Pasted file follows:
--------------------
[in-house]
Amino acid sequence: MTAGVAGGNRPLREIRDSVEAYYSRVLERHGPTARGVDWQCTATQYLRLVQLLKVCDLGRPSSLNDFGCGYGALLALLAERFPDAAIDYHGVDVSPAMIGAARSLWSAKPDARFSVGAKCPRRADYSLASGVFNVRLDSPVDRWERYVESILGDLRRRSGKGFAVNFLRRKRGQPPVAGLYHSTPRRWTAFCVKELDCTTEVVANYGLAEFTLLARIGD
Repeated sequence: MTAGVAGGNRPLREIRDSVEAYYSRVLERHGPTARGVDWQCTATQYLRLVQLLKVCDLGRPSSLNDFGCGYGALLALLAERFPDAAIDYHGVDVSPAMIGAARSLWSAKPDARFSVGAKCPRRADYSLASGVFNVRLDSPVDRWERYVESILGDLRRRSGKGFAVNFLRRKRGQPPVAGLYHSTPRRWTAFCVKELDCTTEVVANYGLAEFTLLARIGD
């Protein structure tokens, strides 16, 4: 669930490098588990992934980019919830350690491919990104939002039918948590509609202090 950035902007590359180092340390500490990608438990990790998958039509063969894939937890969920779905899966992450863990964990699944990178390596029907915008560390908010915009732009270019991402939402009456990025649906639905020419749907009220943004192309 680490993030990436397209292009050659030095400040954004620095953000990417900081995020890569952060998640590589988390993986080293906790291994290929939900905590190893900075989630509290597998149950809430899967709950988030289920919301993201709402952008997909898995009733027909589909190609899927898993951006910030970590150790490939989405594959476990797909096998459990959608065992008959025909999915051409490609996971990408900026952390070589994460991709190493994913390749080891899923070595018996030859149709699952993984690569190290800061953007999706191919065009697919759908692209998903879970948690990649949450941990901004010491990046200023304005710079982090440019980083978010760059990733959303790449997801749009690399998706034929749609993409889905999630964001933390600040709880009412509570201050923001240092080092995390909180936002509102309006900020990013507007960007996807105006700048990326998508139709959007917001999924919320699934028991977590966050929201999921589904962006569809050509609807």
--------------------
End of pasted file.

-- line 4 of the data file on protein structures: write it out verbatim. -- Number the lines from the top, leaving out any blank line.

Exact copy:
């Protein structure tokens, strides 16, 4: 669930490098588990992934980019919830350690491919990104939002039918948590509609202090 950035902007590359180092340390500490990608438990990790998958039509063969894939937890969920779905899966992450863990964990699944990178390596029907915008560390908010915009732009270019991402939402009456990025649906639905020419749907009220943004192309 680490993030990436397209292009050659030095400040954004620095953000990417900081995020890569952060998640590589988390993986080293906790291994290929939900905590190893900075989630509290597998149950809430899967709950988030289920919301993201709402952008997909898995009733027909589909190609899927898993951006910030970590150790490939989405594959476990797909096998459990959608065992008959025909999915051409490609996971990408900026952390070589994460991709190493994913390749080891899923070595018996030859149709699952993984690569190290800061953007999706191919065009697919759908692209998903879970948690990649949450941990901004010491990046200023304005710079982090440019980083978010760059990733959303790449997801749009690399998706034929749609993409889905999630964001933390600040709880009412509570201050923001240092080092995390909180936002509102309006900020990013507007960007996807105006700048990326998508139709959007917001999924919320699934028991977590966050929201999921589904962006569809050509609807």